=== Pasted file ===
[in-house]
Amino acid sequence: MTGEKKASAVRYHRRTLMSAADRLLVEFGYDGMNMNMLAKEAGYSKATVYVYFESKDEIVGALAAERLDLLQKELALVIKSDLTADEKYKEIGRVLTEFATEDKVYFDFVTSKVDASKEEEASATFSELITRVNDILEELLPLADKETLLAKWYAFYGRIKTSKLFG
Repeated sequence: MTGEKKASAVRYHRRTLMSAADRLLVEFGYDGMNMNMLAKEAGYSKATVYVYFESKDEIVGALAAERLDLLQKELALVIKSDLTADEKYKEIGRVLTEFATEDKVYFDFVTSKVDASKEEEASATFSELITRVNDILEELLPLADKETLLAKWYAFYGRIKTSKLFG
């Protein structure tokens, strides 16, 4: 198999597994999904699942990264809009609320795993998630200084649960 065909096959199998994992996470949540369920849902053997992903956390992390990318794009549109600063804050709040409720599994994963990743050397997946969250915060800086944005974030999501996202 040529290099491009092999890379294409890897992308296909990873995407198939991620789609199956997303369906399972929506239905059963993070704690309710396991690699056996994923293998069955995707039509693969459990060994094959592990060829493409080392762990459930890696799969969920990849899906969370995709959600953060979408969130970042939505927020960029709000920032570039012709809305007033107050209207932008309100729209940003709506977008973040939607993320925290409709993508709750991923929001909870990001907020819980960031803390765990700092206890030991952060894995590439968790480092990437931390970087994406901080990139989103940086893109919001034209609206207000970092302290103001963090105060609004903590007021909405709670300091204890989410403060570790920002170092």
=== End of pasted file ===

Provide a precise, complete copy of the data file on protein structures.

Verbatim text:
[in-house]
Amino acid sequence: MTGEKKASAVRYHRRTLMSAADRLLVEFGYDGMNMNMLAKEAGYSKATVYVYFESKDEIVGALAAERLDLLQKELALVIKSDLTADEKYKEIGRVLTEFATEDKVYFDFVTSKVDASKEEEASATFSELITRVNDILEELLPLADKETLLAKWYAFYGRIKTSKLFG
Repeated sequence: MTGEKKASAVRYHRRTLMSAADRLLVEFGYDGMNMNMLAKEAGYSKATVYVYFESKDEIVGALAAERLDLLQKELALVIKSDLTADEKYKEIGRVLTEFATEDKVYFDFVTSKVDASKEEEASATFSELITRVNDILEELLPLADKETLLAKWYAFYGRIKTSKLFG
């Protein structure tokens, strides 16, 4: 198999597994999904699942990264809009609320795993998630200084649960 065909096959199998994992996470949540369920849902053997992903956390992390990318794009549109600063804050709040409720599994994963990743050397997946969250915060800086944005974030999501996202 040529290099491009092999890379294409890897992308296909990873995407198939991620789609199956997303369906399972929506239905059963993070704690309710396991690699056996994923293998069955995707039509693969459990060994094959592990060829493409080392762990459930890696799969969920990849899906969370995709959600953060979408969130970042939505927020960029709000920032570039012709809305007033107050209207932008309100729209940003709506977008973040939607993320925290409709993508709750991923929001909870990001907020819980960031803390765990700092206890030991952060894995590439968790480092990437931390970087994406901080990139989103940086893109919001034209609206207000970092302290103001963090105060609004903590007021909405709670300091204890989410403060570790920002170092």